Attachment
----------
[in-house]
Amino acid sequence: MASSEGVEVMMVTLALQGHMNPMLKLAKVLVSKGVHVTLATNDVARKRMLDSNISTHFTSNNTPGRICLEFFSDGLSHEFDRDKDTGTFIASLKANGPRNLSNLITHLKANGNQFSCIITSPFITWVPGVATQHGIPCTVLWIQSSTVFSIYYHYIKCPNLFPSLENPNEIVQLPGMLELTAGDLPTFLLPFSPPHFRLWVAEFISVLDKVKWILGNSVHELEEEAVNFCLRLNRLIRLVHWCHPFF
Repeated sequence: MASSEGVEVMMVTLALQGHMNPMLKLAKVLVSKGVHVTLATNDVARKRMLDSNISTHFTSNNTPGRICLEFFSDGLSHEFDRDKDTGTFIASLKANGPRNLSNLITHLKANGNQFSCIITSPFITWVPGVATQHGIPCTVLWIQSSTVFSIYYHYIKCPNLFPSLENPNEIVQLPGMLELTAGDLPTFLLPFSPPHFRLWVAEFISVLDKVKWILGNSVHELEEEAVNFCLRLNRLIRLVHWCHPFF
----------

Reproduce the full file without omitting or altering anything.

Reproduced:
[in-house]
Amino acid sequence: MASSEGVEVMMVTLALQGHMNPMLKLAKVLVSKGVHVTLATNDVARKRMLDSNISTHFTSNNTPGRICLEFFSDGLSHEFDRDKDTGTFIASLKANGPRNLSNLITHLKANGNQFSCIITSPFITWVPGVATQHGIPCTVLWIQSSTVFSIYYHYIKCPNLFPSLENPNEIVQLPGMLELTAGDLPTFLLPFSPPHFRLWVAEFISVLDKVKWILGNSVHELEEEAVNFCLRLNRLIRLVHWCHPFF
Repeated sequence: MASSEGVEVMMVTLALQGHMNPMLKLAKVLVSKGVHVTLATNDVARKRMLDSNISTHFTSNNTPGRICLEFFSDGLSHEFDRDKDTGTFIASLKANGPRNLSNLITHLKANGNQFSCIITSPFITWVPGVATQHGIPCTVLWIQSSTVFSIYYHYIKCPNLFPSLENPNEIVQLPGMLELTAGDLPTFLLPFSPPHFRLWVAEFISVLDKVKWILGNSVHELEEEAVNFCLRLNRLIRLVHWCHPFF